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Updated: June 28, 2021
There are reasons to be optimistic as the territories emerge into a post-COVID-19 world. As the global economy bounces back over the coming years, so too will demand for commodities produced in Nunavut, the Northwest Territories, and Yukon.
Yukon has had the most success. With new mines set to open, the economic outlook for Yukon is mainly positive; despite the pandemic Nunavut’s economic growth has been strong in the short term, but may become moderate due to the pandemic’s impact on the territory’s burgeoning tourism sector. Northwest Territories is different from other Canadian territories. Its story is one of muted growth. With production set to decrease at two of the territory’s three diamond mines element’s contribution to the economy will decline in the coming years.
Contents of the Territorial Outlook:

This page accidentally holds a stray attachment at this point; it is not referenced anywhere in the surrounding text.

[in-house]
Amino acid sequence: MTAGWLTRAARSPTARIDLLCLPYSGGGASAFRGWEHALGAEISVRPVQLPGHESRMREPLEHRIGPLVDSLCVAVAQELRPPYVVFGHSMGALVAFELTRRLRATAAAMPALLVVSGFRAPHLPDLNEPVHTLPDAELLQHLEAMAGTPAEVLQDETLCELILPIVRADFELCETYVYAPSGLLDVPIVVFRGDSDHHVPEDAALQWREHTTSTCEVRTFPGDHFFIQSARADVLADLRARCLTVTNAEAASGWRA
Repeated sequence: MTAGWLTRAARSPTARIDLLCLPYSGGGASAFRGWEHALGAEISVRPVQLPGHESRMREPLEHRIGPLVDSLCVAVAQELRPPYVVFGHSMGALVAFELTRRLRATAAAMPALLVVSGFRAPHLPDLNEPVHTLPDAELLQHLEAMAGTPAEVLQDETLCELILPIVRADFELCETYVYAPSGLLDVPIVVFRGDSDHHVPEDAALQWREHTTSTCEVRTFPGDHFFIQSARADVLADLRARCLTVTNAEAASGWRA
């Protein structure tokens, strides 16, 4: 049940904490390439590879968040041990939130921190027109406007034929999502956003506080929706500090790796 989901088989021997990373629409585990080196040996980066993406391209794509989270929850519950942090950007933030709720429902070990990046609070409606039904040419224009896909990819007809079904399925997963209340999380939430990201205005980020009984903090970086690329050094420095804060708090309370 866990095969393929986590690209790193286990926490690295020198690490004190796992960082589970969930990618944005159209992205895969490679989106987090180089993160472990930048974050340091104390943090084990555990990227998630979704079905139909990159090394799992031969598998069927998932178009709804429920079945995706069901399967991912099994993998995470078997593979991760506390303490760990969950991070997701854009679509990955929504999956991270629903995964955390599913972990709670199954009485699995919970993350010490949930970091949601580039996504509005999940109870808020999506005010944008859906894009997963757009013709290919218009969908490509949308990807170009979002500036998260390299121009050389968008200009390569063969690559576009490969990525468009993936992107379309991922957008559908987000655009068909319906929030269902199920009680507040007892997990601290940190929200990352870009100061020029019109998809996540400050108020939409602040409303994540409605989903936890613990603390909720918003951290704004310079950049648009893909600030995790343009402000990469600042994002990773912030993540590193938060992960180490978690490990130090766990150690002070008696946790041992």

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The pandemic hurt Yukon’s tourism and hospitality industry in 2020 by pushing up unemployment and will weigh on this sector again this year. However, a loosening of self-isolation requirements among other measures signals that the situation is improving.
COVID-19 has compounded the pre-existing trend of falling exploration expenditures in Nunavut. This poses a risk to future mine openings and, by extension, economic growth.
Canada’s economy is on the road to recovery. Some of the highest vaccination rates in the country are among territorial communities. And while the pandemic’s effects will linger, there are reasons for optimism as the territories emerge into a post-COVID-19 world.
After falling in 2020, the Northwest Territories’ real GDP is projected to bounce back, growing by 14.2 per cent in 2021.
11-min read | June 28, 2021
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